Organic Chemistry: New methods for synthesizing peptides

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  • This TEMPLATE includes Essential sections that need to be completed and submitted as part of your work. You are free to add Extra sections to it in order to enhance your work.


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Please insert your own project title (title should be informative, focused and specific to your project)


1.0 Abstract 5

2.0 Index. 5

2.1 List of Contents. 5

2.2 List of Tables. 5

2.3 List of Figures. 5

2.4 Abbreviations. 5

2.4 Acknowledgments. 6

3.0 Introduction. 6

4.0 Aim.. 6

5.0 Methods. 6

6.0 Results. 7

7.0 Discussion. 7

8.0 Conclusion and Future Work. 7

9.0 References list 8

10.0 Appendix. 8

11.0 Laboratory Clearance Form (LCF) 8


1.0 Abstract


This should be no more than 300 words.

Should be formatted as a paragraph with no sub-headings

It should be self contained and it does not include references or referred to scientific figures

It should provide a synopsis of the dissertation stating the nature and scope of the work undertaken and the subject covered

The importance of the abstract must not be underestimated. It guides reader through the body of the text

The abstract should therefore be a brief summary of the aim, methodology, results obtained and interpretation (discussion) of the key findings.

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The abstract should be written last of all.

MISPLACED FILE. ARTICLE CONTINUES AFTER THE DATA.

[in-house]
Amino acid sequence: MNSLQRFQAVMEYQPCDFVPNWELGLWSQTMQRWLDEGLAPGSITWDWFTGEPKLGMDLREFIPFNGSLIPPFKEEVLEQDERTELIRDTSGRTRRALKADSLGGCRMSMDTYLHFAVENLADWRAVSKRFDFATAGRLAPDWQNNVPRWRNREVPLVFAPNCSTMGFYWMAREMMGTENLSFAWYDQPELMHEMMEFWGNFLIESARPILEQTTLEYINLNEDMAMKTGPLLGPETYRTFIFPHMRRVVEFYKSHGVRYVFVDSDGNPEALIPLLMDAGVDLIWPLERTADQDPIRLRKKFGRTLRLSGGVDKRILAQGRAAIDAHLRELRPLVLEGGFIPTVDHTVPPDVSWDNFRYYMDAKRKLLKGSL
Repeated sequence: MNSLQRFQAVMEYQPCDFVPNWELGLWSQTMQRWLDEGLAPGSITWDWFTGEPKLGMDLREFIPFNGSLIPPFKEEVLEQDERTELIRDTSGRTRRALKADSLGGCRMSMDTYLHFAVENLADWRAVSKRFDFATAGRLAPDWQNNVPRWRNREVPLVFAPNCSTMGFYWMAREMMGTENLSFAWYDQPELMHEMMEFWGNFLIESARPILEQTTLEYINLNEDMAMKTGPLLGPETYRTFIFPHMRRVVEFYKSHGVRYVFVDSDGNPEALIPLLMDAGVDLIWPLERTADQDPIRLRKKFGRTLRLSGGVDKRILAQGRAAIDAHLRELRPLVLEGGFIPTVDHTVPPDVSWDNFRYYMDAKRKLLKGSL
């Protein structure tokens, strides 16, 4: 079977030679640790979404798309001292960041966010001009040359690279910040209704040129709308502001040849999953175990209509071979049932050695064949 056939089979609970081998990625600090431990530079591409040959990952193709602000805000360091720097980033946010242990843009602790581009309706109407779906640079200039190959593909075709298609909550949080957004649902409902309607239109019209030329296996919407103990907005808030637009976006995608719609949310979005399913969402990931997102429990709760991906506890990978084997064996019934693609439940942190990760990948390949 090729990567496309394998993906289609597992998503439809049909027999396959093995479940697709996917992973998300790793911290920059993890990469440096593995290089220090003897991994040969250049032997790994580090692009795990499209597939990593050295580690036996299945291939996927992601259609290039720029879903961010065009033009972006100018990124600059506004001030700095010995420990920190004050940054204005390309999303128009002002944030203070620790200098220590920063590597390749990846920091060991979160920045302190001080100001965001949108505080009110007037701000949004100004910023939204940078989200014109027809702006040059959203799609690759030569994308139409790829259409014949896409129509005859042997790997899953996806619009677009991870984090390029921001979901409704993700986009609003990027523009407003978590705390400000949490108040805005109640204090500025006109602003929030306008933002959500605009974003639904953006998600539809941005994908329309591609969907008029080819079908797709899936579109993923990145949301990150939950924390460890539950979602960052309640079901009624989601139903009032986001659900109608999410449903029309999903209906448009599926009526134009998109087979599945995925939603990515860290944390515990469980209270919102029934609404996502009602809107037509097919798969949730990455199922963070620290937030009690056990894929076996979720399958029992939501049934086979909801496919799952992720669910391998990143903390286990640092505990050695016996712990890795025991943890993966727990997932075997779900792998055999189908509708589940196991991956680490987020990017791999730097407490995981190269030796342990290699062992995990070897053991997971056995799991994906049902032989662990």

2.0 Index

By index we mean the list at the beginning of your dissertation. Like the index of a book it is there to help the reader find things. Make it easy to use.

2.1 List of Contents

The contents can be considered to be an outline of your dissertation (project report) divided into chapters, sections and subsections

Chapter titles serve to identify the organisational building blocks of your dissertation whilst divisions and sub-divisions reveal more of the contents.

Do not have 2 or 3 levels of subdivision in a chapter.



2.2 List of Tables

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2.3 List of Figures


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2.4 Abbreviations

Include everything, assume nothing, if in doubt include it in your list (list even common terms). In the text put it in full first time and put abbreviation in brackets.

Use accepted abbreviations if they are available no need to create your own abbreviation if there is already one in use by other scientists

List them correctly in an alphabetical order



2.4 Acknowledgments

It is all yours BUT it is time to be nice to the people who supported you during your project


Other academics

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Technical staff

ICT, Librarian

Anyone else you feel well disposed towards (family, friends and colleagues)



3.0 Introduction


In this section you are writing about the background to the project so you should include a literature review on the overall topic and a brief explanation of techniques in context.

Describe and discuss the implications of the key references to your subject. Put them in a broad context.

Write about subjects that are directly relevant to your project work do not stray into unnecessary peripherals.

You already had an introduction in your literature review and project proposal coursework. You can use some of the information from it but this is your final report you should not be just including your old introduction from previous coursework your report should be much improved.  At least you should implement the feedback you have received on your coursework.  You should have new literature support to your work showing how much more you have read during your project.